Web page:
I, personally, think people make choices based upon a combination of what is occurring in their lives at any given point in time, in conjunction with their perception of the world around them. The latter will include but is not limited to, everything from biases, to personal and career goals, to personal belief systems, to social influence.

    And the combination results in moral dilemmas. In this case, and imho, getting a conviction for a murdered woman, trumped any injustice they might perpetrate on a mentally challenged teen. An ends justifies the means, sort of thing.

    If anything, and imho, this case stands as a stark reminder regarding the devastation that can be brought by the ends-means argument.
    Last edited by shadowraiths; 01-16-2016 at 07:24 PM. Reason: added link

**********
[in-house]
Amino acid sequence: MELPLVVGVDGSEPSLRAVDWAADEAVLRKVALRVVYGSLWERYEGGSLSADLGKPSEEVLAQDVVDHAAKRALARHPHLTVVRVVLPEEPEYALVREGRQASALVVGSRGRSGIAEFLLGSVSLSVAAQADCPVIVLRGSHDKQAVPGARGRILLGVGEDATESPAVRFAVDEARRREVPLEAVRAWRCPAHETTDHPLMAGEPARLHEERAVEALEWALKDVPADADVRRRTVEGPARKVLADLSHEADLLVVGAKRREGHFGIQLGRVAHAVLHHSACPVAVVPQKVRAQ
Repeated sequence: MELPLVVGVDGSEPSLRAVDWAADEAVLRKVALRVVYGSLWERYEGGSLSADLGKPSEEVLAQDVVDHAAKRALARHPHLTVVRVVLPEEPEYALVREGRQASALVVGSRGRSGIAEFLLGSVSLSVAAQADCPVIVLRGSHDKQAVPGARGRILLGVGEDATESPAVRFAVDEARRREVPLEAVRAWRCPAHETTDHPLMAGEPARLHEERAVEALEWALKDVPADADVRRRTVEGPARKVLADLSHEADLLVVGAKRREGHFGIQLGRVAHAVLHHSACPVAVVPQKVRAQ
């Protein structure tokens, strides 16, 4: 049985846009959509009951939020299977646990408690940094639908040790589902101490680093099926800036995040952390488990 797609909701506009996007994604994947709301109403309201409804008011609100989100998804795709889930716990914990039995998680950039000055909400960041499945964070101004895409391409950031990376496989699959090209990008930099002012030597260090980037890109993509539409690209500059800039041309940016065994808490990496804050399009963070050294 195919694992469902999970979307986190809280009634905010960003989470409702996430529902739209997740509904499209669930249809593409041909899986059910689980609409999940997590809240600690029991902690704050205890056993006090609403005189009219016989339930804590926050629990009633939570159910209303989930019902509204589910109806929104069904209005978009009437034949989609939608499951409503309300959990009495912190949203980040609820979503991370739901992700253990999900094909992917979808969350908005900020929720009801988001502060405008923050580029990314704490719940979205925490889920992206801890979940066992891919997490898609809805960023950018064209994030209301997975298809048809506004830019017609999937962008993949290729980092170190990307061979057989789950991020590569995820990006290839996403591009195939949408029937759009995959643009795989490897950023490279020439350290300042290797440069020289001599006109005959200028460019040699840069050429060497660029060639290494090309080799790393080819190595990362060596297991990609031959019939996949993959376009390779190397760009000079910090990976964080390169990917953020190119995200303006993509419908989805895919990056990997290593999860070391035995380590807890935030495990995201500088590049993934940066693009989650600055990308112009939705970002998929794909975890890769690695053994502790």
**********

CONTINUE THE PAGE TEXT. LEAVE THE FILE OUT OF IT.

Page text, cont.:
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  11. #11
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    Quote Originally Posted by shadowraiths View Post
    If anything, and imho, this case stands as a stark reminder regarding the devastation that can be brought by the ends-means argument.
    RSBM - I agree and this stands for whether SA is guilty or not. If he's innocent, then it's very clear, but what if he's guilty and his conviction gets overturned because of misconduct and unethical behavior by investigators and attorneys?
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  12. #12
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    Quote Originally Posted by shadowraiths View Post
    What especially gets me about this, is that these were sent to the two officers who interrogated Brendan, as well as the prosecuting attorney. And I am reminded of Attorney Strang's statement during the SA trial:
    "All due respect to counsel, the state is supposed to start every criminal trial swimming upstream. And the strong current against which the state is supposed to be swimming is the presumption of innocence" — Dean Strang, co-defense counsel for Steven Avery

    Iow, is this "strong current" the thing that blinds some prosecutors and LEOs to the concept of ethical behavior? Or, are they blinded by their biases? Or, are they simply, evil?